Supercharged Northstar V8

2006, Cadillac, XLR-v

SAN DIEGO, Calif. -- What a ride: We snag the electronic fob to a souped-up roadster convertible sports car, slip into the twin-seat cockpit and punch the button of a keyless ignition. Blap-a-ti-blap-blap. Four chrome-tipped pipes at the tail play a deep-throat tune which hints at the strength of more than 440 horses hitched beneath an exaggerated long hood that's defined by chiseled angles and knife-edge creased lines. Our test car, riding on a rigid platform which also supports the racy Corvette, comes with taut independent suspension elements at every wheel plus huge disc brakes by the high-performance Brembo brand from Italy.

And it stocks a massive 4.4-liter Northstar V8 engine rigged with a Roots positive-displacement intercooled supercharger. The plant develops 443 hp at 6400 rpm plus torque of 414 lb-ft at 3600 rpm as translated through a new electronically controlled automatic overdrive transmission with torque converter clutch. All of that fire power flows directly to the rear pair of wide 19-inch low-profile tires and sets them spinning. With the hardtop tucked into the trunk and a safety harness pinning us tightly against the plush leather driver's seat, we rumble slowing along a traffic-clogged Fifth Avenue in downtown San Diego until a right turn points up the ramp to south-bound lanes of the I-5 San Diego Freeway.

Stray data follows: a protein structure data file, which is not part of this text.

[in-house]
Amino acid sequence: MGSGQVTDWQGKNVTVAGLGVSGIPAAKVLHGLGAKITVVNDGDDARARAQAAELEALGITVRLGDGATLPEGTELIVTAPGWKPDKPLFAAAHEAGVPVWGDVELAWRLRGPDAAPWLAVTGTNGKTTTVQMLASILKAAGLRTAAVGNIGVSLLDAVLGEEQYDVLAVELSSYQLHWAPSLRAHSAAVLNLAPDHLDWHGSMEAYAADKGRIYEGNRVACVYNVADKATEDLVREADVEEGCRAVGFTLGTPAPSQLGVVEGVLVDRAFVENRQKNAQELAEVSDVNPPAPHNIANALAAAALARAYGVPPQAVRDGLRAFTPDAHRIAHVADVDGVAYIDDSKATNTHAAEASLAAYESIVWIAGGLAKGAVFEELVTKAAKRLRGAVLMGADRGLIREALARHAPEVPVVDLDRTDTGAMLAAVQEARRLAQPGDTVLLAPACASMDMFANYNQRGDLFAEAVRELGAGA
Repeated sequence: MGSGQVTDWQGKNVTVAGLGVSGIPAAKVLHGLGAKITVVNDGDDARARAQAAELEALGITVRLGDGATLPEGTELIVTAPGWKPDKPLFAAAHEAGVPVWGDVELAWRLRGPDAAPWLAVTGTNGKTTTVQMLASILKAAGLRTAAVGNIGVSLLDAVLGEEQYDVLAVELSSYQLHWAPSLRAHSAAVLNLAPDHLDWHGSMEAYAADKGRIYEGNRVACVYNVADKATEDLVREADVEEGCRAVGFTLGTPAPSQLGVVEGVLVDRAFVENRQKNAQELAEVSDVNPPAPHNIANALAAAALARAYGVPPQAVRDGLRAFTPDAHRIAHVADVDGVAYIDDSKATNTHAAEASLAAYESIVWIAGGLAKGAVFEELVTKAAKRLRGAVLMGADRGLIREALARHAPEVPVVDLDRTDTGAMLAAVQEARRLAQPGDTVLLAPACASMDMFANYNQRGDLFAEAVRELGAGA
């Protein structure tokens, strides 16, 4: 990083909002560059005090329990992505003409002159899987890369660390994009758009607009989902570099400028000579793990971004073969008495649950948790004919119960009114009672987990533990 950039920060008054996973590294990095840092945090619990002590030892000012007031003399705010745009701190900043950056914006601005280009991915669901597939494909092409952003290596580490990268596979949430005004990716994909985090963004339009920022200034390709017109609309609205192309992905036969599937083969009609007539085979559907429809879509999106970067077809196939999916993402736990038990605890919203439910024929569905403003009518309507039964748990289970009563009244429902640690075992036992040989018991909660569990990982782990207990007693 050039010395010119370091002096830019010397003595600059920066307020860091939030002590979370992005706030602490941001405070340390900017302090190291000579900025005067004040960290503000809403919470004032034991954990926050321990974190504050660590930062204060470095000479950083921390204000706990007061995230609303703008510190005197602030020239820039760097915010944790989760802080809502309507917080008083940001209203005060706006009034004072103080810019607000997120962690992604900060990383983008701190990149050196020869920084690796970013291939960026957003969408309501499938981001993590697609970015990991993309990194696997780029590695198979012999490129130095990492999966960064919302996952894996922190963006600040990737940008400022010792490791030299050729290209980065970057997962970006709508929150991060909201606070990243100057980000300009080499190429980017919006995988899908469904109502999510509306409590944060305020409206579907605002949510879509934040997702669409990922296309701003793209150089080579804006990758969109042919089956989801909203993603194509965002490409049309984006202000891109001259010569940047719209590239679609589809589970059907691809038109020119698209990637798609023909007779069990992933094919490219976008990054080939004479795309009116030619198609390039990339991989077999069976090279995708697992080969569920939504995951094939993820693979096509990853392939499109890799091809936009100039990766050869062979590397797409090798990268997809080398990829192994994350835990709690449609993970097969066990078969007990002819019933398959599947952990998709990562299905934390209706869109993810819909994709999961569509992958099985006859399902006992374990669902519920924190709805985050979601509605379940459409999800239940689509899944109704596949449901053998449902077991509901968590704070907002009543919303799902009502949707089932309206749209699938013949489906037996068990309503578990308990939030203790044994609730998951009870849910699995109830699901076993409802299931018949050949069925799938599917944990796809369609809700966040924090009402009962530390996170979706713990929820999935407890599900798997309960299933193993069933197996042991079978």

That's when we stomp the throttle and this roadster launches to warp speed -- in a flash we're streaking down the I-5, a white needle in a round gauge on the instrument panel pointing to a speed number so tall it's inappropriate to mention. But fast times and hard-wrought performance seems to be the point of this lickety-split sports machine. On a test track it earns a zero-to-sixty time of only 4.6 seconds and the speedo gauge on the IP runs to 160 mph. Such numbers indicate this car can easily keep pace with top-dog Teutonic performers like the M series cars of BMW and those AMG-tuned Mercedes models. Only incongruity here is that our test car doesn't come together at one of Germany's automotive assembly plants and there's no badge of a German car company on the hood.